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    A very fair point Jim. I think though we’re looking at it in perhaps too narrow a frame then. Is it likely Gresley was influenced from developments abroad? Your example suggests yes. Is Chapelon a major influence or a direct influence? I suggest that is less clear.

    In relation to the W1 being discussed on the parallel running Gresley thread, I didn’t find any evidence to suggest Gresley had contacted or had been contacted by Chapelon in relation to the W1, neither did William Brown.

    Lack of evidence isn’t necessarily evidence it didn’t happen, as I said there.
     
  9. Bill2

    Bill2 New Member

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    The use of conjugated valve gear in Germany has come up before on another thread, in particular it was applied to large numbers of G12 2-10-0s. The geometric principal was the same as the Gresley/Holcroft gear but it was very differently arranged with the conjugation by transverse rocking shafts back by the second coupled axle.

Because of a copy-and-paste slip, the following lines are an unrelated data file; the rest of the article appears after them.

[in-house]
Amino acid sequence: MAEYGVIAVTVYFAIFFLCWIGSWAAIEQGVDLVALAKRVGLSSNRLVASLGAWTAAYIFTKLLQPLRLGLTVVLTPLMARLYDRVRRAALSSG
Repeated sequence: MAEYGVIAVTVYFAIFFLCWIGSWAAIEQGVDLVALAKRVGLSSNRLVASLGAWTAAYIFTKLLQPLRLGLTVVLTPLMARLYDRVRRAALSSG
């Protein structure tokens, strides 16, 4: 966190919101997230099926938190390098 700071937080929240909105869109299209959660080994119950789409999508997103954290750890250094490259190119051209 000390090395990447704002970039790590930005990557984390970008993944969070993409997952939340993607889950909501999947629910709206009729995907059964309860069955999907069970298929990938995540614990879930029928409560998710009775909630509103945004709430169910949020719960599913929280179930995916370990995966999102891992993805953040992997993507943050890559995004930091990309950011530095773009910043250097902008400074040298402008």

10. S.A.C. Martin

    S.A.C. Martin Part of the furniture

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    Which one? Gresley gear works quite differently to Holcroft valve gear. There is no such thing as "Gresley/Holcroft" valve gear.
     
  11. MellishR

    MellishR Resident of Nat Pres Friend

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    I presume Bill2 meant the basic principle of adding anti-phase movements of the left and right valve gear to derive the motion for the centre gear, which must be the same in any implementation of conjugation, whatever the physical form of levers, rocking shafts or whatever.
     
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  12. S.A.C. Martin

    S.A.C. Martin Part of the furniture

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    Fair comment.
     
  13. RAB3L

    RAB3L Member

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    Last edited: Nov 8, 2023
  14. S.A.C. Martin